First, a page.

Arnold Goodliffe of Box Elder County, Utah

Arnold - 5th son of James Goodliffe and Elizabeth Caroline ANDREWS

Arnold Goodliffe was born 2nd April 1837 in Barrowden in the County of Rutland. He is listed in the 1841 and 1851 censuses living with his parents, but not the 1861 census. He had emigrated to America in early 1855.


Account, taken from the personal narrative of Arnold Goodliffe. Published in the LDS Biographical Encyclopaedia by Andrew Jenson, vol 1, page 391.

(It should be noted that Arnold was living the law of polygamy that was still in practice until 1890 within the church.)

"I came of goodly parentage, my father and mother's antecedents being staunch Christians, who defended their religion with their lives many of them being burned at the stake, cast into dungeons, etc. in the days of the awful crusade in England by the Roman Catholics.  My mother died when I was quite a small child.  My father, however, was blessed in his second marriage with a good woman, who proved a noble mother to his children, and we always bless her memory.  My parents were Baptists; in fact, all the Goodliffes descend from the early reformers, and have helped to build and endow seven chapels.  My father was a firm believer in religious freedom and would defend the rights of a ‘Mormon’ Elder as quickly as those of the Baptist denomination.

“I became acquainted with the gospel when but a small boy and believed with my whole soul; but my father thought I was too young to fully realize what I was doing; and so I was not permitted to be baptized. I was sent to live with my uncle, Arnold Goodliffe, a merchant, of Nottingham, to divert my attention.  I was in Nottingham one year before I learned of any Saints, and I had some difficulty in getting to their meetings; but by attending morning service in my uncle's church, I was allowed to go to the Saint's meetings on Sunday and week day evenings. I was baptized 27 Jun 1853, being over 16 years old.

“My first church donation was to the Salt Lake Temple.  My great desire and anxiety now, having been baptized was to go to Zion, and I prayed to God earnestly that my way might be opened. God moved upon my relatives, and my brother proposed that I should go to America, and they would furnish all the money necessary.  After a short visit among my relatives, I went to Liverpool, paid my passage, set sail in the ship "Siddons" for Philadelphia, with a company of Saints, bidding farewell to father, kindred, home and friends.

“President John Taylor met us in Philadelphia, where we landed 20 Apr 1855, and gave me my first meal in America.  I possessed only twenty-four cents when I landed in America.  We travelled by rail and steamboat to Atchison, Kansas.  Here the cholera broke out in our company, and I gained quite an experience with this dreaded disease, as I nursed the sick.  I was told that the afflicted ones must not have a drop of water- nothing but liquor and hot pepper teas.  But I gave them all the pure water I could and had the pleasure of seeing them recover and removed to Mormon Grove.  From here I travelled in Captain Richard Ballantyne's company and was appointed clerk to the captain of the guard.  On the road I took quite sick, my life being despaired of.  Brother Robert Baxter and family (now of Wellsville) were very kind to me and did all they could for me.  God heard my prayers, and my life was spared.  We arrived in Salt Lake City, 25 Sep 1855. I hired out to Clark Ames for my board, who said to me, ‘I see you are not able to work, but you can chore for me, and I will learn you how to get along, but we have only provisions to last about four months.’  I told him that I would go, and remarked that when I was confirmed a member of the Church, I was promised that I should not want for bread. He replied, ‘Come along, you are the man to live with this year.’  This was in 1855.  Before he reached his home in Kaysville, he was enabled to get breadstuff enough to last for 12 months. The man from whom he obtained it telling him he could not render any help, but he finally let him have the wheat because of his magnanimity in taking in a poor, lone boy at such a time.”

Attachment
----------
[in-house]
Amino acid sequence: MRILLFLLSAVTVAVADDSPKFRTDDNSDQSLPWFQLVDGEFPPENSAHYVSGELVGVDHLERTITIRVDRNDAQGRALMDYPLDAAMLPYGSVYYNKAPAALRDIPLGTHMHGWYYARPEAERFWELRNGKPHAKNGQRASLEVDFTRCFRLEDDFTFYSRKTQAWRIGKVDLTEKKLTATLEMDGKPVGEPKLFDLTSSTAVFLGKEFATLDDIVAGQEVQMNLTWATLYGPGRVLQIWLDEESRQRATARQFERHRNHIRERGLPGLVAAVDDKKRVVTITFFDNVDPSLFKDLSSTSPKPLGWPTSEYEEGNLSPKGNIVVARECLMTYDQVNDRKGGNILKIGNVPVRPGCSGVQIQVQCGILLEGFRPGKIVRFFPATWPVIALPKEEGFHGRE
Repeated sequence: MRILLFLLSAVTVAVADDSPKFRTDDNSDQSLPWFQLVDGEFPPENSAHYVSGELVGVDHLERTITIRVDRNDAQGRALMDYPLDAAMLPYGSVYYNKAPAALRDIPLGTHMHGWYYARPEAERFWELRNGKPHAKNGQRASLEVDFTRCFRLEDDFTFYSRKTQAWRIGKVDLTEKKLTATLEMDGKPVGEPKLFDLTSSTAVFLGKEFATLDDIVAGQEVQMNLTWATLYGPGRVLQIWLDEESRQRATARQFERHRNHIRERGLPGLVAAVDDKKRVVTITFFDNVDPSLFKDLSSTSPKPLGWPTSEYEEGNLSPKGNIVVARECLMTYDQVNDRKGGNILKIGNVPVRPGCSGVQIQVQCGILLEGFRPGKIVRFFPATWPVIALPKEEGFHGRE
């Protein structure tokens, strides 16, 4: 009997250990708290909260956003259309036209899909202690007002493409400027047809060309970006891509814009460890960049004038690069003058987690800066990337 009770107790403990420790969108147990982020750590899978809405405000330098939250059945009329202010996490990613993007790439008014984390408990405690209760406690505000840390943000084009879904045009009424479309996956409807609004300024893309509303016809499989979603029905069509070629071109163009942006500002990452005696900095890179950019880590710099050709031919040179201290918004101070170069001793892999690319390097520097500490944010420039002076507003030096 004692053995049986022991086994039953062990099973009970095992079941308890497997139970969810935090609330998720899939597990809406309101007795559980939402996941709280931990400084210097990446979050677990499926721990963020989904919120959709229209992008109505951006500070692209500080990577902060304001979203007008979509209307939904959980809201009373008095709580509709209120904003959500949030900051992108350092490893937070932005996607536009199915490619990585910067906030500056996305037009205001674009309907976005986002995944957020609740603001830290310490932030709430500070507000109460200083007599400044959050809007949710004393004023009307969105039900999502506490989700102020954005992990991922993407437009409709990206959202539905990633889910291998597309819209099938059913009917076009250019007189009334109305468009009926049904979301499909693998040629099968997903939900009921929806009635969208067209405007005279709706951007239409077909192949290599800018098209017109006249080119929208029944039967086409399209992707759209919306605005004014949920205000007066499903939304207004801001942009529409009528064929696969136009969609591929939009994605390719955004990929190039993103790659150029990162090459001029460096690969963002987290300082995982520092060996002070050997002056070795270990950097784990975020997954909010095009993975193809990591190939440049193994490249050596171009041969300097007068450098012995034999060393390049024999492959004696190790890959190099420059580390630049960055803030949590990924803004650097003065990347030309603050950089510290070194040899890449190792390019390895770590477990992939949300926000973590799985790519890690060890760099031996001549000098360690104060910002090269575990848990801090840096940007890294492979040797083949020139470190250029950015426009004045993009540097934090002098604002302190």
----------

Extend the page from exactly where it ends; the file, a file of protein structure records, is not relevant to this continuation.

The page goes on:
Arnold helped in settling Franklin, Idaho.  He also ran a gristmill in Logan for a couple years, went to Bear Lake Valley and then to Malad, Idaho.  He was called on a mission to England while residing in Malad in 1875.  He was released to come home in May of 1876 because of illness.  I will continue with his narrative:

"On arriving in Brigham City, Apostle Lorenzo Snow requested me to take a trip to Curlew Valley, explore the same and report.  I complied with his request, which resulted in my being called to make my home in Curlew Valley.  Soon after locating there with my family, we were visited by Apostle Lorenzo Snow, Judge Samuel Smith and Bishop Alva Nichols and Johan Evans, when I was sustained as president of the Curlew Branch.  This was on August 13, 1876.

In 1877 I was called to act as Bishop of Snowville, being ordained a High Priest and Bishop by Apostle Lorenzo Snow, 21 Oct 1877.  I have embraced the principle of plural marriage and have endeavoured to obey it, as well as every other law and ordinance of God's house. I am proud to say that I was numbered among those who were persecuted, hunted, and driven during the recent raid on polygamists. I was arrested in the fall of 1890 on the charge of unlawful cohabitation, taken to Ogden and tried, but finally acquitted, though one of the indictments charged me with having ‘seven  wives  known and numerous others unknown to the jury.”

Arnold Goodliffe passed away 9 Jun 1913 and was buried in the Snowville Cemetery.

Old rock school and church house built in 1887 in Snowville. Box Elder County Historical Photo Tour, Utah Statehood Edition 1996

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Last updated: 13/04/2016